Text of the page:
1 John 2:3-6 By this we know that we have come to know Him, if we keep His commandments. The one who says, “I have come to know Him,” and does not keep His commandments, is a liar, and the truth is not in him; but whoever keeps His word, in him the love of God has truly been perfected. By this we know that we are in Him: the one who says he abides in Him ought himself to walk in the same manner as He walked.
As we fulfill God’s torah by following its direction, then it accomplishes the intent that God had for it in the first place. This in itself is a principle of torah that the prophet Isaiah spoke of.
Isaiah 55:10-11 For as the rain and the snow come down from heaven, And do not return there without watering the earth And making it bear and sprout, And furnishing seed to the sower and bread to the eater; So will My word be which goes forth from My mouth; It will not return to Me empty, Without accomplishing what I desire, And without succeeding in the matter for which I sent it.
According to the apostle John, the very definition of sin is exemplified as not abiding by torah.
1 John 3:4 Everyone who practices sin also practices lawlessness; and sin is lawlessness [literally: torah-lessness].
Therefore, the opposite must also be true: obedience to torah leads to non-sinfulness, that is, to righteous and holy actions.
Romans 7:12 So then, the Law [torah] is holy, and the commandment is holy and righteous and good.
However, we must remember that torah obedience on its own does not totally accomplish freedom from sin. This is because even though we may become aware of God’s righteous commands, we many times still desire our own ways.
In a moment, we will dive a little further into why this is so important when it comes to keeping the torah of God.
So, while we may understand with our minds the importance of keeping God’s word according to his instruction or his torah, many times we still struggle, desiring our own ways. This is primarily due to the fact that, even though we may know what the right thing is to do, our hearts are still not right and we can’t find the strength necessary to be obedient.
Jeremiah 17:9-10 “The heart is more deceitful than all else And is desperately sick; Who can understand it? I, Yahweh, search the heart, I test the mind, Even to give to each man according to his ways, According to the results of his deeds.”
Zechariah 7:8-12 Then the word of Yahweh came to Zechariah saying, “Thus has Yahweh of hosts said, ‘Dispense true justice and practice kindness and compassion each to his brother; and do not oppress the widow or the orphan, the stranger or the poor; and do not devise evil in your hearts against one another.’ But they refused to pay attention and turned a stubborn shoulder and stopped their ears from hearing. They made their hearts [like] flint so that they could not hear the law and the words which Yahweh of hosts had sent by His Spirit through the former prophets; therefore great wrath came from Yahweh of hosts.”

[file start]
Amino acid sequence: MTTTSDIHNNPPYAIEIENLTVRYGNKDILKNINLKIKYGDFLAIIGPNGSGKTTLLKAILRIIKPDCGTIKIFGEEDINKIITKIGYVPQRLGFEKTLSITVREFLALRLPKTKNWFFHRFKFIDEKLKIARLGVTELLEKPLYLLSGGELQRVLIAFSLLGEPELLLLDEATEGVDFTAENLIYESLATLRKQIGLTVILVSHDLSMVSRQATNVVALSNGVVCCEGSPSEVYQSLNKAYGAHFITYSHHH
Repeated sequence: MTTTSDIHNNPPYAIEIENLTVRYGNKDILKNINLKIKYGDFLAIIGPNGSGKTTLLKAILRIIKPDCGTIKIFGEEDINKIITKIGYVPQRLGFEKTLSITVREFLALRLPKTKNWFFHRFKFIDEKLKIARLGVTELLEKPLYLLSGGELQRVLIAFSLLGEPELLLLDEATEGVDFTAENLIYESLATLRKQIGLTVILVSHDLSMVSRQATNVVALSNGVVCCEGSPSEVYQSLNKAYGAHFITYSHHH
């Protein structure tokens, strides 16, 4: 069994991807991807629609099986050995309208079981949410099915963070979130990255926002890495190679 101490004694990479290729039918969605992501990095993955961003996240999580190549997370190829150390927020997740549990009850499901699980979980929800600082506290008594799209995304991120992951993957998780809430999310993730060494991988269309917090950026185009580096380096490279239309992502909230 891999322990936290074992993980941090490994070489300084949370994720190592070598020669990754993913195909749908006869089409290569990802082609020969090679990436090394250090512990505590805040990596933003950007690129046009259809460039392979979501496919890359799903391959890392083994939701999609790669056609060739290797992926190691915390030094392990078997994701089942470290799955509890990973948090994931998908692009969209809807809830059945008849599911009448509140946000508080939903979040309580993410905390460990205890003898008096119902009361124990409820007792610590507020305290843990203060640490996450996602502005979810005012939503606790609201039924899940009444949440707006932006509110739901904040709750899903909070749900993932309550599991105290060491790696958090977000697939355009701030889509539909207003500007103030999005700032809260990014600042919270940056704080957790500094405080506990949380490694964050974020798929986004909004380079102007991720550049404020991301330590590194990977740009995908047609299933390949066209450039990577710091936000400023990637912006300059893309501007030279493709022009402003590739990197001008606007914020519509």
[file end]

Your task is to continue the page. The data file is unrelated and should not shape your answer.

Torah can tell us the right things to do, but it can’t make us do the right things with the right attitude and for the right reason.
Yeshua accused the Jewish leaders of this very thing. They tried to follow the letter of the Torah in scrutinizing detail, even adding their own man-made traditions in an effort to ensure the Torah commands themselves would not be violated. However, they missed the intended goal of torah because their hearts were not right before God.
Matthew 15:7-11 “You hypocrites [the Jewish leaders], rightly did Isaiah prophesy of you: ‘This people honors me with their lips, but their hear is far away from me. But in vain do they worship me, teaching as doctrines [of God] the precepts of men.'”
Matthew 23:23, 27-28 “Woe to you, scribes and Pharisees, hypocrites! For you tithe mint and dill and cummin, and have neglected the weightier provisions of the law: justice and mercy and faithfulness; but these are the things you should have done without neglecting the others. … “Woe to you, scribes and Pharisees, hypocrites! For you are like whitewashed tombs which on the outside appear beautiful, but inside they are full of dead men’s bones and all uncleanness. “So you, too, outwardly appear righteous to men, but inwardly you are full of hypocrisy and lawlessness [torah-lessness].
The Jewish leaders were guilty of what the apostle Paul calls following “the letter of the law”, but not the spirit of it, and it resulted in hypocrisy which led them further from torah. Following the spirit of the law, and not just the letter of it, is what brings life.
2 Corinthians 3:5-6 Not that we are adequate in ourselves to consider anything as [coming] from ourselves, but our adequacy is from God, who also made us adequate as servants of a new covenant, not of the letter but of the Spirit; for the letter kills, but the Spirit gives life.
The Jewish leaders were trying so hard to follow all of the rules that they missed the intent or spirit of the rules in the first place. This can be likened to a person at a busy traffic intersection who wants to cross the street. However, they are focusing so hard on staying within the lines of a crosswalk that they forget to check for traffic.